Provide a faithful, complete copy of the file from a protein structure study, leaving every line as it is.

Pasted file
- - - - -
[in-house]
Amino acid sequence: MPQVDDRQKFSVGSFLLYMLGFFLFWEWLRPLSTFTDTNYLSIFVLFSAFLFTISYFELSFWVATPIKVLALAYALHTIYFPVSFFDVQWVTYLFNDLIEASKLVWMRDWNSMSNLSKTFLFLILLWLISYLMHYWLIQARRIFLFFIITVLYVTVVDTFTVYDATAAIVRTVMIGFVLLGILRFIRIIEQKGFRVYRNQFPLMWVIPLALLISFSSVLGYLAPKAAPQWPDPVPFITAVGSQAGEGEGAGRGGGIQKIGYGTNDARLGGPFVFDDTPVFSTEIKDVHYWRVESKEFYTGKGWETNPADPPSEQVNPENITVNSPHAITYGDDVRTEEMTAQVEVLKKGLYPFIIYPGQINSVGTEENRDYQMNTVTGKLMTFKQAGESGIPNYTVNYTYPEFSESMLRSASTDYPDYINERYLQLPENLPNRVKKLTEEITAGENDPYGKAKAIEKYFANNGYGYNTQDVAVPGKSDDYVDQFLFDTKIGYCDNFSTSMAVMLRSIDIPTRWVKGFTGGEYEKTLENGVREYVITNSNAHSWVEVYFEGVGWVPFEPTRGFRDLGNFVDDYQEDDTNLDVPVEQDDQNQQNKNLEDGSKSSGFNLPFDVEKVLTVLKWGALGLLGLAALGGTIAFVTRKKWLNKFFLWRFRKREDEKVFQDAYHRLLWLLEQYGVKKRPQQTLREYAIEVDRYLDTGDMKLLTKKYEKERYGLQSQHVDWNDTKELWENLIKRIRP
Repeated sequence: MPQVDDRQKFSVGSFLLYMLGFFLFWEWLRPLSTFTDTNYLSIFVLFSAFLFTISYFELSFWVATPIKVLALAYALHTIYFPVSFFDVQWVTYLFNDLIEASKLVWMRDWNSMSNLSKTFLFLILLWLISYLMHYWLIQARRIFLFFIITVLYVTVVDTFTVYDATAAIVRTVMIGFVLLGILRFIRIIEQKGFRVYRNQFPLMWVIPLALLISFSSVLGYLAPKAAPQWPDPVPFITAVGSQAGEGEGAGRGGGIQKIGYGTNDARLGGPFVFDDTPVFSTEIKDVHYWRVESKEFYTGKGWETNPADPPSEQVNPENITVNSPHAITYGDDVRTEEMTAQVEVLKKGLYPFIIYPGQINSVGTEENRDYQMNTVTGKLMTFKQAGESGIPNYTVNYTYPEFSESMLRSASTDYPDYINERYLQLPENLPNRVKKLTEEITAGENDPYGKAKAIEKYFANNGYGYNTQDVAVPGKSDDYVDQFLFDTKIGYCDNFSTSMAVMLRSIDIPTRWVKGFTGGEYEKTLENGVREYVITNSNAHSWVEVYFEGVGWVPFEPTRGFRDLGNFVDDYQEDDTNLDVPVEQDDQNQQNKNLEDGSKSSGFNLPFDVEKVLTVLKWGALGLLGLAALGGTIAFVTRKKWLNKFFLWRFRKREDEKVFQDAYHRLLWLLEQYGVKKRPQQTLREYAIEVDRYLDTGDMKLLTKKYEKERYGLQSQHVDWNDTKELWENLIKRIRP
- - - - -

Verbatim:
[in-house]
Amino acid sequence: MPQVDDRQKFSVGSFLLYMLGFFLFWEWLRPLSTFTDTNYLSIFVLFSAFLFTISYFELSFWVATPIKVLALAYALHTIYFPVSFFDVQWVTYLFNDLIEASKLVWMRDWNSMSNLSKTFLFLILLWLISYLMHYWLIQARRIFLFFIITVLYVTVVDTFTVYDATAAIVRTVMIGFVLLGILRFIRIIEQKGFRVYRNQFPLMWVIPLALLISFSSVLGYLAPKAAPQWPDPVPFITAVGSQAGEGEGAGRGGGIQKIGYGTNDARLGGPFVFDDTPVFSTEIKDVHYWRVESKEFYTGKGWETNPADPPSEQVNPENITVNSPHAITYGDDVRTEEMTAQVEVLKKGLYPFIIYPGQINSVGTEENRDYQMNTVTGKLMTFKQAGESGIPNYTVNYTYPEFSESMLRSASTDYPDYINERYLQLPENLPNRVKKLTEEITAGENDPYGKAKAIEKYFANNGYGYNTQDVAVPGKSDDYVDQFLFDTKIGYCDNFSTSMAVMLRSIDIPTRWVKGFTGGEYEKTLENGVREYVITNSNAHSWVEVYFEGVGWVPFEPTRGFRDLGNFVDDYQEDDTNLDVPVEQDDQNQQNKNLEDGSKSSGFNLPFDVEKVLTVLKWGALGLLGLAALGGTIAFVTRKKWLNKFFLWRFRKREDEKVFQDAYHRLLWLLEQYGVKKRPQQTLREYAIEVDRYLDTGDMKLLTKKYEKERYGLQSQHVDWNDTKELWENLIKRIRP
Repeated sequence: MPQVDDRQKFSVGSFLLYMLGFFLFWEWLRPLSTFTDTNYLSIFVLFSAFLFTISYFELSFWVATPIKVLALAYALHTIYFPVSFFDVQWVTYLFNDLIEASKLVWMRDWNSMSNLSKTFLFLILLWLISYLMHYWLIQARRIFLFFIITVLYVTVVDTFTVYDATAAIVRTVMIGFVLLGILRFIRIIEQKGFRVYRNQFPLMWVIPLALLISFSSVLGYLAPKAAPQWPDPVPFITAVGSQAGEGEGAGRGGGIQKIGYGTNDARLGGPFVFDDTPVFSTEIKDVHYWRVESKEFYTGKGWETNPADPPSEQVNPENITVNSPHAITYGDDVRTEEMTAQVEVLKKGLYPFIIYPGQINSVGTEENRDYQMNTVTGKLMTFKQAGESGIPNYTVNYTYPEFSESMLRSASTDYPDYINERYLQLPENLPNRVKKLTEEITAGENDPYGKAKAIEKYFANNGYGYNTQDVAVPGKSDDYVDQFLFDTKIGYCDNFSTSMAVMLRSIDIPTRWVKGFTGGEYEKTLENGVREYVITNSNAHSWVEVYFEGVGWVPFEPTRGFRDLGNFVDDYQEDDTNLDVPVEQDDQNQQNKNLEDGSKSSGFNLPFDVEKVLTVLKWGALGLLGLAALGGTIAFVTRKKWLNKFFLWRFRKREDEKVFQDAYHRLLWLLEQYGVKKRPQQTLREYAIEVDRYLDTGDMKLLTKKYEKERYGLQSQHVDWNDTKELWENLIKRIRP